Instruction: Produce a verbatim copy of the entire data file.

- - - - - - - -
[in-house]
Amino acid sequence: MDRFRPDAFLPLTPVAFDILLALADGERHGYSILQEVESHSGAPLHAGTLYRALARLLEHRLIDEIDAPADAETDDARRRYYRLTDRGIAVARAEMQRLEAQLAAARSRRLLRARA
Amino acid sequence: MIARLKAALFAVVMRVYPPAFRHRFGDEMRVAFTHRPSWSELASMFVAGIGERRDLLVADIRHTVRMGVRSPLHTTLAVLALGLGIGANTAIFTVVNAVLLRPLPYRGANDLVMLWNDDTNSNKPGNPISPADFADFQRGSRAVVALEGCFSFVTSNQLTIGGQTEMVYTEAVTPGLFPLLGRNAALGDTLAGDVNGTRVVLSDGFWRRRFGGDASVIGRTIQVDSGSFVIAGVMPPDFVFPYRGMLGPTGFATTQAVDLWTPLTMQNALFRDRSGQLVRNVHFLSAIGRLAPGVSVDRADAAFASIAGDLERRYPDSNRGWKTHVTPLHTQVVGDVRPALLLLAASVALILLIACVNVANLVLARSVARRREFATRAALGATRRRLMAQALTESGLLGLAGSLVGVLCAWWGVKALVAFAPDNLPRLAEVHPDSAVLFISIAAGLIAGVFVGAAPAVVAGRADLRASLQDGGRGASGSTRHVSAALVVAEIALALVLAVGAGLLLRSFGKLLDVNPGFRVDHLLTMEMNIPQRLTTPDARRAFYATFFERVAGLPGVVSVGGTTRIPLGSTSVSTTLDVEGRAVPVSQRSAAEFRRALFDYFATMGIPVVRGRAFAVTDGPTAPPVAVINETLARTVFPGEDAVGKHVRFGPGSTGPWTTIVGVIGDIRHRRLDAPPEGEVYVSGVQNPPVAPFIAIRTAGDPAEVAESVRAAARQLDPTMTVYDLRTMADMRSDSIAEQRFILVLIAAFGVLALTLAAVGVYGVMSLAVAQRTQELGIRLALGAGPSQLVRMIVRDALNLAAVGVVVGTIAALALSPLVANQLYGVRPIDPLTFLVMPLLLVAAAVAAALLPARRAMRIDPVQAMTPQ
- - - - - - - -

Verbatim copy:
[in-house]
Amino acid sequence: MDRFRPDAFLPLTPVAFDILLALADGERHGYSILQEVESHSGAPLHAGTLYRALARLLEHRLIDEIDAPADAETDDARRRYYRLTDRGIAVARAEMQRLEAQLAAARSRRLLRARA
Amino acid sequence: MIARLKAALFAVVMRVYPPAFRHRFGDEMRVAFTHRPSWSELASMFVAGIGERRDLLVADIRHTVRMGVRSPLHTTLAVLALGLGIGANTAIFTVVNAVLLRPLPYRGANDLVMLWNDDTNSNKPGNPISPADFADFQRGSRAVVALEGCFSFVTSNQLTIGGQTEMVYTEAVTPGLFPLLGRNAALGDTLAGDVNGTRVVLSDGFWRRRFGGDASVIGRTIQVDSGSFVIAGVMPPDFVFPYRGMLGPTGFATTQAVDLWTPLTMQNALFRDRSGQLVRNVHFLSAIGRLAPGVSVDRADAAFASIAGDLERRYPDSNRGWKTHVTPLHTQVVGDVRPALLLLAASVALILLIACVNVANLVLARSVARRREFATRAALGATRRRLMAQALTESGLLGLAGSLVGVLCAWWGVKALVAFAPDNLPRLAEVHPDSAVLFISIAAGLIAGVFVGAAPAVVAGRADLRASLQDGGRGASGSTRHVSAALVVAEIALALVLAVGAGLLLRSFGKLLDVNPGFRVDHLLTMEMNIPQRLTTPDARRAFYATFFERVAGLPGVVSVGGTTRIPLGSTSVSTTLDVEGRAVPVSQRSAAEFRRALFDYFATMGIPVVRGRAFAVTDGPTAPPVAVINETLARTVFPGEDAVGKHVRFGPGSTGPWTTIVGVIGDIRHRRLDAPPEGEVYVSGVQNPPVAPFIAIRTAGDPAEVAESVRAAARQLDPTMTVYDLRTMADMRSDSIAEQRFILVLIAAFGVLALTLAAVGVYGVMSLAVAQRTQELGIRLALGAGPSQLVRMIVRDALNLAAVGVVVGTIAALALSPLVANQLYGVRPIDPLTFLVMPLLLVAAAVAAALLPARRAMRIDPVQAMTPQ